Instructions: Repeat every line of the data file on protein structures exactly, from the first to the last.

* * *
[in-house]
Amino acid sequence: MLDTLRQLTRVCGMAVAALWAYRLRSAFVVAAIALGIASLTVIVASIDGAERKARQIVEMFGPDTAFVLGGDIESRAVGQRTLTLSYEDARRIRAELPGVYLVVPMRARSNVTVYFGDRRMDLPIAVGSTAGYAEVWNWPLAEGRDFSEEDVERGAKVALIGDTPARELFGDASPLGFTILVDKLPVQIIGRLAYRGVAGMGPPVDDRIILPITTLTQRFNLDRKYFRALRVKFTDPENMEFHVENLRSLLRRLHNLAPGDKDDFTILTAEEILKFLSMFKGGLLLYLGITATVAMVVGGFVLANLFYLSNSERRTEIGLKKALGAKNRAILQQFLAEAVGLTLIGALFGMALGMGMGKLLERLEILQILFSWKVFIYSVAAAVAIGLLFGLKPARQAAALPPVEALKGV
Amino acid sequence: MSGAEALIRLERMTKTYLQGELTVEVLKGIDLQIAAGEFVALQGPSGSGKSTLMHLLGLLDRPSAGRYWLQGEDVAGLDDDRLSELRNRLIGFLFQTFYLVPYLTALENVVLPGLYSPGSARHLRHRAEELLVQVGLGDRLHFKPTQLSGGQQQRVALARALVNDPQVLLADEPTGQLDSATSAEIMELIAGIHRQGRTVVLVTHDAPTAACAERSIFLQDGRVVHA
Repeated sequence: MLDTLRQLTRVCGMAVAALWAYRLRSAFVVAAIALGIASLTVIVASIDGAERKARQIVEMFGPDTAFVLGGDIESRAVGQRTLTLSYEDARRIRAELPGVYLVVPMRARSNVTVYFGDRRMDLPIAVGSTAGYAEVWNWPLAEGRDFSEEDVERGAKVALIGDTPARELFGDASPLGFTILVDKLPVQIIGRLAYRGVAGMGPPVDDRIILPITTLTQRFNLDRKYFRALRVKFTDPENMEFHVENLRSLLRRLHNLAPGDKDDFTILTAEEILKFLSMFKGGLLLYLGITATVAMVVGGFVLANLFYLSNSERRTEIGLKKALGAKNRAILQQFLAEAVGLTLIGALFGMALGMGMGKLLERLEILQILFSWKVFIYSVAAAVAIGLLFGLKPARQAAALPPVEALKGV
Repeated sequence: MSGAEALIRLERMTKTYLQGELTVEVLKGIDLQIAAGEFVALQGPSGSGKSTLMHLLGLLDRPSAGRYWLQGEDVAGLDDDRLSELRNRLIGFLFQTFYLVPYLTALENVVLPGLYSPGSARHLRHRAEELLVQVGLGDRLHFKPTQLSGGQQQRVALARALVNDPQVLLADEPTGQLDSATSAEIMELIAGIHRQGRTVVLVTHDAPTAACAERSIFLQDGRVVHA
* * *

[in-house]
Amino acid sequence: MLDTLRQLTRVCGMAVAALWAYRLRSAFVVAAIALGIASLTVIVASIDGAERKARQIVEMFGPDTAFVLGGDIESRAVGQRTLTLSYEDARRIRAELPGVYLVVPMRARSNVTVYFGDRRMDLPIAVGSTAGYAEVWNWPLAEGRDFSEEDVERGAKVALIGDTPARELFGDASPLGFTILVDKLPVQIIGRLAYRGVAGMGPPVDDRIILPITTLTQRFNLDRKYFRALRVKFTDPENMEFHVENLRSLLRRLHNLAPGDKDDFTILTAEEILKFLSMFKGGLLLYLGITATVAMVVGGFVLANLFYLSNSERRTEIGLKKALGAKNRAILQQFLAEAVGLTLIGALFGMALGMGMGKLLERLEILQILFSWKVFIYSVAAAVAIGLLFGLKPARQAAALPPVEALKGV
Amino acid sequence: MSGAEALIRLERMTKTYLQGELTVEVLKGIDLQIAAGEFVALQGPSGSGKSTLMHLLGLLDRPSAGRYWLQGEDVAGLDDDRLSELRNRLIGFLFQTFYLVPYLTALENVVLPGLYSPGSARHLRHRAEELLVQVGLGDRLHFKPTQLSGGQQQRVALARALVNDPQVLLADEPTGQLDSATSAEIMELIAGIHRQGRTVVLVTHDAPTAACAERSIFLQDGRVVHA
Repeated sequence: MLDTLRQLTRVCGMAVAALWAYRLRSAFVVAAIALGIASLTVIVASIDGAERKARQIVEMFGPDTAFVLGGDIESRAVGQRTLTLSYEDARRIRAELPGVYLVVPMRARSNVTVYFGDRRMDLPIAVGSTAGYAEVWNWPLAEGRDFSEEDVERGAKVALIGDTPARELFGDASPLGFTILVDKLPVQIIGRLAYRGVAGMGPPVDDRIILPITTLTQRFNLDRKYFRALRVKFTDPENMEFHVENLRSLLRRLHNLAPGDKDDFTILTAEEILKFLSMFKGGLLLYLGITATVAMVVGGFVLANLFYLSNSERRTEIGLKKALGAKNRAILQQFLAEAVGLTLIGALFGMALGMGMGKLLERLEILQILFSWKVFIYSVAAAVAIGLLFGLKPARQAAALPPVEALKGV
Repeated sequence: MSGAEALIRLERMTKTYLQGELTVEVLKGIDLQIAAGEFVALQGPSGSGKSTLMHLLGLLDRPSAGRYWLQGEDVAGLDDDRLSELRNRLIGFLFQTFYLVPYLTALENVVLPGLYSPGSARHLRHRAEELLVQVGLGDRLHFKPTQLSGGQQQRVALARALVNDPQVLLADEPTGQLDSATSAEIMELIAGIHRQGRTVVLVTHDAPTAACAERSIFLQDGRVVHA